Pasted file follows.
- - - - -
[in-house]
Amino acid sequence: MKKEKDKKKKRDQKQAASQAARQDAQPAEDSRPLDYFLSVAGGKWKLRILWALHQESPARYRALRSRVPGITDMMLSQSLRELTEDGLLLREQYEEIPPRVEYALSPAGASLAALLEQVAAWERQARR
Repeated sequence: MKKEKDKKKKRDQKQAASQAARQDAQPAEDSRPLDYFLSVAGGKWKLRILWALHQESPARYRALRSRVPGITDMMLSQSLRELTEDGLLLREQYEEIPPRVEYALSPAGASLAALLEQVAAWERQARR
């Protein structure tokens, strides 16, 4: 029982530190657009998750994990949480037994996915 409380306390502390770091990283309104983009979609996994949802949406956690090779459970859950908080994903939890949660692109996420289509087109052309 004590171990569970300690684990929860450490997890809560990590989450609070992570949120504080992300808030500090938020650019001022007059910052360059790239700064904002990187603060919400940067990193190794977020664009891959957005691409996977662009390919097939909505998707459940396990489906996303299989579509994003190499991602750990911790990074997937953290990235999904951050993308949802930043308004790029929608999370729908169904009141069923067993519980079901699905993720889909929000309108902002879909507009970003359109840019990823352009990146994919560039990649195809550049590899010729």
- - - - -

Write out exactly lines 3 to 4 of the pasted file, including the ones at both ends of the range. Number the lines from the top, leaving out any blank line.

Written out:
Repeated sequence: MKKEKDKKKKRDQKQAASQAARQDAQPAEDSRPLDYFLSVAGGKWKLRILWALHQESPARYRALRSRVPGITDMMLSQSLRELTEDGLLLREQYEEIPPRVEYALSPAGASLAALLEQVAAWERQARR
């Protein structure tokens, strides 16, 4: 029982530190657009998750994990949480037994996915 409380306390502390770091990283309104983009979609996994949802949406956690090779459970859950908080994903939890949660692109996420289509087109052309 004590171990569970300690684990929860450490997890809560990590989450609070992570949120504080992300808030500090938020650019001022007059910052360059790239700064904002990187603060919400940067990193190794977020664009891959957005691409996977662009390919097939909505998707459940396990489906996303299989579509994003190499991602750990911790990074997937953290990235999904951050993308949802930043308004790029929608999370729908169904009141069923067993519980079901699905993720889909929000309108902002879909507009970003359109840019990823352009990146994919560039990649195809550049590899010729």